With the advances in digital technology we can gather user insight from anywhere in the world. Our team has experience conducting research remotely from the Middle East to the Americas. During one project based in Kenya, to gather data from users they utilised technologies like WhatsApp. While this presented challenges initially, it actually added to our research process. “WhatsApp emulates a way that people communicate in their normal life,” says David. “Through these “normal” conversations, we managed to get more candid feedback from participants than we might have in more formal research settings like focus groups.” This prior experience of conducting remote research gave us the confidence in our ability to continue to conduct excellent UXR during the Covid-19 pandemic. A great piece of software we have added to our toolkit to support remote UXR is Lookback which has enhanced how we conduct interviews and testing.
With a huge range of methodologies and global audiences available, UXR really can be tailored to suit the needs of any mobile or web app development project.
How we eliminate bias
Patterns of behaviour known as cognitive bias can lead to inaccurate or confounding UXR results.
We try to eliminate as much cognitive bias as possible before starting a UXR project so we can gather reliable data.
Bias can come from the researcher, from the research methods and/or from the respondents. That’s why we tailor research methods and activities to each project and deliver them in a way that respondents can express their honest views without influence. It can be difficult to do that if you’re emotionally connected to a project - which is why our independent UXR team can provide the objective data our clients need.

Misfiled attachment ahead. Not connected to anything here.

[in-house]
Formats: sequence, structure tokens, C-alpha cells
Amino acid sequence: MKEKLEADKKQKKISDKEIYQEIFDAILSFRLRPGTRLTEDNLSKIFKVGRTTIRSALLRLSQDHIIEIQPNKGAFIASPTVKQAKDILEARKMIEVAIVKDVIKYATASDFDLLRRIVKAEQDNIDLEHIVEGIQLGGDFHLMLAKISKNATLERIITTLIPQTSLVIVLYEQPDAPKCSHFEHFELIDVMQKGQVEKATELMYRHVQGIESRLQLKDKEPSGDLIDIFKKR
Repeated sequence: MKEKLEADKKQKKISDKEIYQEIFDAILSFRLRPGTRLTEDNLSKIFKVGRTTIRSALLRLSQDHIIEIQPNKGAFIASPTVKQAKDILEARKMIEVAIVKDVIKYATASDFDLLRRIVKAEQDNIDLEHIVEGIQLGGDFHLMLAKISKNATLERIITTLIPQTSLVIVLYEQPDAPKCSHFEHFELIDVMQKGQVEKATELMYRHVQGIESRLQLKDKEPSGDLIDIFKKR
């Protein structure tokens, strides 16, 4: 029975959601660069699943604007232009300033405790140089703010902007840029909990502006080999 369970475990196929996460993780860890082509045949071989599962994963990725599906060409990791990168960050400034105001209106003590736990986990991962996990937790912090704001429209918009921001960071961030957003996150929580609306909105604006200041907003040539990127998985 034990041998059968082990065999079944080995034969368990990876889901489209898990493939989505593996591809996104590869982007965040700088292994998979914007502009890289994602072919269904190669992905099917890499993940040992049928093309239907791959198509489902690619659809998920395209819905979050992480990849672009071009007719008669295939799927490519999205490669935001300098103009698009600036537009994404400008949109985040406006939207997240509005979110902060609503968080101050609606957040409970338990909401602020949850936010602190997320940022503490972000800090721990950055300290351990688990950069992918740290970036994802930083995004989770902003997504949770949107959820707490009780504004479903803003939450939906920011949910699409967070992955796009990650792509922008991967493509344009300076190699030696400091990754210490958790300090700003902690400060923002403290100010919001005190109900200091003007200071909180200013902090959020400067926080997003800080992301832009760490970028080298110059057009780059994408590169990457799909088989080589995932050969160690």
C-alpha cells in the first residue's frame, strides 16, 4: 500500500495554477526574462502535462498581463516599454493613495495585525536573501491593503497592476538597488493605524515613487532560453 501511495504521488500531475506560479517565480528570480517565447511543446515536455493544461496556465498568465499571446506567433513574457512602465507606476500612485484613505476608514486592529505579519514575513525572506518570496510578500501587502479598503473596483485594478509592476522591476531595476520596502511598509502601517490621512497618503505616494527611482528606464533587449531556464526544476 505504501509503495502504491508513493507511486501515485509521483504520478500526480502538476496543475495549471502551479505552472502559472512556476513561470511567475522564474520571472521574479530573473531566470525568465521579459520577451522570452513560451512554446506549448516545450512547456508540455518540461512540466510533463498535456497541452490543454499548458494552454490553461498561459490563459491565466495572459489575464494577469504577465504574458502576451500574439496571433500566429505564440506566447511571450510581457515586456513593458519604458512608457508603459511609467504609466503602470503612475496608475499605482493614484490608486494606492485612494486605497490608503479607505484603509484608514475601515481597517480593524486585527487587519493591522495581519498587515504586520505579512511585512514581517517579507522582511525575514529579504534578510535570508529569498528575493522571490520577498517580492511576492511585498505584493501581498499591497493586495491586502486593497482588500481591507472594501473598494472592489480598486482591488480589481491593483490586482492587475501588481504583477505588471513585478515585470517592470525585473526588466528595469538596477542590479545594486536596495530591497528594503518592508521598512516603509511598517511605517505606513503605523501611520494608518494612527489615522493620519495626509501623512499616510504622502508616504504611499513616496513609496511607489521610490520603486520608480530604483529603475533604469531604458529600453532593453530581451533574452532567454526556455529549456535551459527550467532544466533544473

So, why do we do UXR?
As you can see, UXR is a detailed process that takes time to plan and deliver. Is it worth it? Well, we certainly think so.
UXR is key to solving problems, meeting user needs and creating products people love. Here are three reasons why hedgehog lab think it’s essential to any web or mobile app development project:
1. It validates your ideas
Creating a product without talking to and understanding your users will often lead to a product, or at least features within a product, that does not fulfil user needs.
It’s vital to validate your assumptions about your app with thorough user data. Your thinking might be sound and you’re good to move to the development stage. Or your ideas might be challenged enough to go back to the drawing board. Either way, your concept will be robustly tested before you start building it.
2. Time and cost savings